Microsoft has patched a bug in the Xbox website that could have led threat actors to link Xbox gamer tags to the users’ real email addresses. According to ZDNet’s report, the vulnerability was reported recently to Microsoft through the company’s recently launched Xbox bug bounty program. In an interaction with ZDNet, Joseph ‘Doc’ Harris, one of the several security researchers who reported the issue to Microsoft, stated that the bug was located on enforcement.xbox.com, the web portal where Xbox users go to view strikes against their Xbox profile and file appeals if they feel they have been unfairly punished for their behavior on the Xbox network.
As per the report, once users log in to the website, the Xbox Enforcement site creates a cookie file in their browser replete with details about their web session so that the gamer does not have to re-authenticate the next time they revisit the site.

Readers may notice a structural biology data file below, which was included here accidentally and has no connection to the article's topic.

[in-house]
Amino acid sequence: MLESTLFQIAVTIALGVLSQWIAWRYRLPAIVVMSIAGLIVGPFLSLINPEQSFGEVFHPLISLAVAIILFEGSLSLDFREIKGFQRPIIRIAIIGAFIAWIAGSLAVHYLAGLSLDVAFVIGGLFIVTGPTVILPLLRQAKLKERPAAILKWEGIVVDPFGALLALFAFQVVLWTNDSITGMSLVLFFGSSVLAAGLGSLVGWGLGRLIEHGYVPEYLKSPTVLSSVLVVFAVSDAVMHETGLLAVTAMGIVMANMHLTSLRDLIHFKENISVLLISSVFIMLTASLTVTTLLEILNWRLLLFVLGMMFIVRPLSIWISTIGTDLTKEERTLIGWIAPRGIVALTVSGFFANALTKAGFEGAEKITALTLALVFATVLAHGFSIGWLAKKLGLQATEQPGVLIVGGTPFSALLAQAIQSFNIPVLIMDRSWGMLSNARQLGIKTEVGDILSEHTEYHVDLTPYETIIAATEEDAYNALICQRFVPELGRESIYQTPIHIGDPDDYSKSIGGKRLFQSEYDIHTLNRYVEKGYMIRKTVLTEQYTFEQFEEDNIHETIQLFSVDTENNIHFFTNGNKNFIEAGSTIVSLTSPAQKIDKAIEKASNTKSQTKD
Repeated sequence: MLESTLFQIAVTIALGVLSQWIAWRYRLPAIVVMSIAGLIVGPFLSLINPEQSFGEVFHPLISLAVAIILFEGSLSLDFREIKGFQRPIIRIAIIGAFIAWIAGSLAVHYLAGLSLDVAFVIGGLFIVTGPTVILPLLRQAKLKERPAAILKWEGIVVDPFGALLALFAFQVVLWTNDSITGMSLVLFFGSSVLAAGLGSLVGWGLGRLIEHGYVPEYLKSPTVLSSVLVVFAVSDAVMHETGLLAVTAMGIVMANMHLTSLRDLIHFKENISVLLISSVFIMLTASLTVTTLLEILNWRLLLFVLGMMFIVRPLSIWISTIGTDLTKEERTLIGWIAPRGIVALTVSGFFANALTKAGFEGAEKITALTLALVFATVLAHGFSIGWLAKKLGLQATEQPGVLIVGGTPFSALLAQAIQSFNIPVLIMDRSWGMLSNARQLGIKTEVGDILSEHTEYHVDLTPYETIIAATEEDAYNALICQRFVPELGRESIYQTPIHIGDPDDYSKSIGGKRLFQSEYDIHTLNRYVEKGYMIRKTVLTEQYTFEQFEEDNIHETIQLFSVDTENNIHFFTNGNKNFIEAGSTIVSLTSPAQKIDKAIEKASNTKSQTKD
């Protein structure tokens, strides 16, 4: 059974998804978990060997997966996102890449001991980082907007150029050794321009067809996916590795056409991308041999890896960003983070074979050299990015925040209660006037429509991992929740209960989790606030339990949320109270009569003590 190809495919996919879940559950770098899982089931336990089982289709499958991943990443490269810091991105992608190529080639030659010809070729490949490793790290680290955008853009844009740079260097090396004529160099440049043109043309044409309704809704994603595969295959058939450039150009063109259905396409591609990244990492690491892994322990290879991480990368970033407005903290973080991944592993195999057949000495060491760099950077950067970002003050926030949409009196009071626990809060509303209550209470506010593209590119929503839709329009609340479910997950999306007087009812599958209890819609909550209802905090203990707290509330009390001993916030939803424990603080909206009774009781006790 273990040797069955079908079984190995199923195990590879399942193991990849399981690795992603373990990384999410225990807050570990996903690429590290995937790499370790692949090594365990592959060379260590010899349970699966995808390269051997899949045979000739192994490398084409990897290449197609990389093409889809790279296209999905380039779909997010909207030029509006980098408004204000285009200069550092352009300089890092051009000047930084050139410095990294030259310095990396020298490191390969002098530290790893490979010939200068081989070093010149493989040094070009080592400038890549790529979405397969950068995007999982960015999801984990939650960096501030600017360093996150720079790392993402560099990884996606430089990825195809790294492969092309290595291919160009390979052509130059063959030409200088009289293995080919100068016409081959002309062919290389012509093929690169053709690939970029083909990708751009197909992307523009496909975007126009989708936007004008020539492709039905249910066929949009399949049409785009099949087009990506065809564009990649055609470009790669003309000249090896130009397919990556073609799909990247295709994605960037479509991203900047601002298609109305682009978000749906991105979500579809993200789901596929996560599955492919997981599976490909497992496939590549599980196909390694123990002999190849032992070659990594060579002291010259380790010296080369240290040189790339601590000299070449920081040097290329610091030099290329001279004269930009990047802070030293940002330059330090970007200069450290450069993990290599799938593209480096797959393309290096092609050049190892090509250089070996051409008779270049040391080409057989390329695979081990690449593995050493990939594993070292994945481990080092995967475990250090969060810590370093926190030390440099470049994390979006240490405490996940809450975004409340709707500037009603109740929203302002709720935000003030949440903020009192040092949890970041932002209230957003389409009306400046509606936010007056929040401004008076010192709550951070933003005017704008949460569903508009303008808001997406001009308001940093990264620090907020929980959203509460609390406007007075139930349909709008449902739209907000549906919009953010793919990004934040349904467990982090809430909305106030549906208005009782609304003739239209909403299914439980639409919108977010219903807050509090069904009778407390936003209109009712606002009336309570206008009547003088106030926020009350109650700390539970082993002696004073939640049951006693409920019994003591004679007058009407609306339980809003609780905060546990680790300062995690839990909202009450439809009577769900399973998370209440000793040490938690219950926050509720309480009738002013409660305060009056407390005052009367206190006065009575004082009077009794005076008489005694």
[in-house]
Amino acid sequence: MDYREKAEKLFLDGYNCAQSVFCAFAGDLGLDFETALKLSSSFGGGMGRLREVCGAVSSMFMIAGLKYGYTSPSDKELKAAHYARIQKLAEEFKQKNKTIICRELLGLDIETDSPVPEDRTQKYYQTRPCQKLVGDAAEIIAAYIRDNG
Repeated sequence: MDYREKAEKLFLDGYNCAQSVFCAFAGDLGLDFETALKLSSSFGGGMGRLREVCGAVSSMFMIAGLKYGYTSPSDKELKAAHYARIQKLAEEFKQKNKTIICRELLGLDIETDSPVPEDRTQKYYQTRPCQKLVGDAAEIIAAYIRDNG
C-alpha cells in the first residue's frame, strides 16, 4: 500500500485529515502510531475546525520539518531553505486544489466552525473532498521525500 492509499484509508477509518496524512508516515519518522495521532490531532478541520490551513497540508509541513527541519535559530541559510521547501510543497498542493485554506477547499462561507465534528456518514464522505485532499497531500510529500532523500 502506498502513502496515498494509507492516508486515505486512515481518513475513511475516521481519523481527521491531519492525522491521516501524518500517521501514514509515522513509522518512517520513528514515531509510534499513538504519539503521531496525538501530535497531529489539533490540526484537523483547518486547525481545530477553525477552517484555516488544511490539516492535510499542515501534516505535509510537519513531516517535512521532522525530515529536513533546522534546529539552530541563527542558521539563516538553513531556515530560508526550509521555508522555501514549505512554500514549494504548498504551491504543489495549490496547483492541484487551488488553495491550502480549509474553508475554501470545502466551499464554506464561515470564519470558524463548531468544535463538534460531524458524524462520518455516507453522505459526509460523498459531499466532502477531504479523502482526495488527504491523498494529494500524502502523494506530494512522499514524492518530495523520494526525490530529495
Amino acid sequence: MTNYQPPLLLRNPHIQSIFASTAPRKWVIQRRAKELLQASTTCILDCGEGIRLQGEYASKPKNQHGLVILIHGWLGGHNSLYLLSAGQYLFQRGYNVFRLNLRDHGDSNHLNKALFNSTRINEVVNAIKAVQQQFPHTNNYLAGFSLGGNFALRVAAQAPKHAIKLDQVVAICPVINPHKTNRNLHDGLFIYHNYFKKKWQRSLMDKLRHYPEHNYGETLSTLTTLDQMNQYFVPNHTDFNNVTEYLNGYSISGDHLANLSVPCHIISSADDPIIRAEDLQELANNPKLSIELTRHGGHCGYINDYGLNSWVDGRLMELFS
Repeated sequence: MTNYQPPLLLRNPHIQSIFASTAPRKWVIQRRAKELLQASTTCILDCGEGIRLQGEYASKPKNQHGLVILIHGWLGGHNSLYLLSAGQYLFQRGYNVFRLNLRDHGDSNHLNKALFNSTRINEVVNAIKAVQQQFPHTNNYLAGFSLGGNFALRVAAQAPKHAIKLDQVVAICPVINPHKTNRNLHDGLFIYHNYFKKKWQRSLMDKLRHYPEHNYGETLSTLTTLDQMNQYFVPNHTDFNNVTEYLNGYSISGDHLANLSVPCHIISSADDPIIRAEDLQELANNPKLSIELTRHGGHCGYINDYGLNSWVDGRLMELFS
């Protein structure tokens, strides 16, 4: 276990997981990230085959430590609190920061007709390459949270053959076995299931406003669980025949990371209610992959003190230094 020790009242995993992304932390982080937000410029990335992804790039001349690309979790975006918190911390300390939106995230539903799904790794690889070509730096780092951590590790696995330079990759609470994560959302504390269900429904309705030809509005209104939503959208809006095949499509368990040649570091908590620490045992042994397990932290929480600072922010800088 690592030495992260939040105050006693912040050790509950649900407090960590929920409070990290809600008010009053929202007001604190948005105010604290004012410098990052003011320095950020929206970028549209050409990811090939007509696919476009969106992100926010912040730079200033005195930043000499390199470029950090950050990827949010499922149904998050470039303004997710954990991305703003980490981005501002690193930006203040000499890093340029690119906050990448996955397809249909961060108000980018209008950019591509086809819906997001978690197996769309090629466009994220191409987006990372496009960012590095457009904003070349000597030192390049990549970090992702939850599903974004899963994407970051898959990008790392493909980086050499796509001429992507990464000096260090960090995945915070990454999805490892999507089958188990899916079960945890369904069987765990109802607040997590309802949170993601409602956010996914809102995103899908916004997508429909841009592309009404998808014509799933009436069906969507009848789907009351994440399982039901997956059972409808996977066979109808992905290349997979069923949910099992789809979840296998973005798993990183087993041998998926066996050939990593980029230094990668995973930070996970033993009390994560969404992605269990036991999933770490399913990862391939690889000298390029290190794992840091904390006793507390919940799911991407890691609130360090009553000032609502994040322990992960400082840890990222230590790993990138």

Harris revealed that the portal’s cookie file contained an Xbox user ID field that was unencrypted. Harris subsequently edited the XUID field and replaced it with the XUID of a test account he created and had used for testing as part of the bug bounty program.
A Microsoft spokesperson revealed that the fix was deployed server-side, and there are no additional steps that users need to be taken to stay protected.
As per the report, a security analyst working for Microsoft’s Security Response Centre, which trials bug reports, revealed that the Xbox bug bounty program did not cover the bug, but the company still agreed to feature Harris on its Bug Bounty Hall of Fame as a contributor.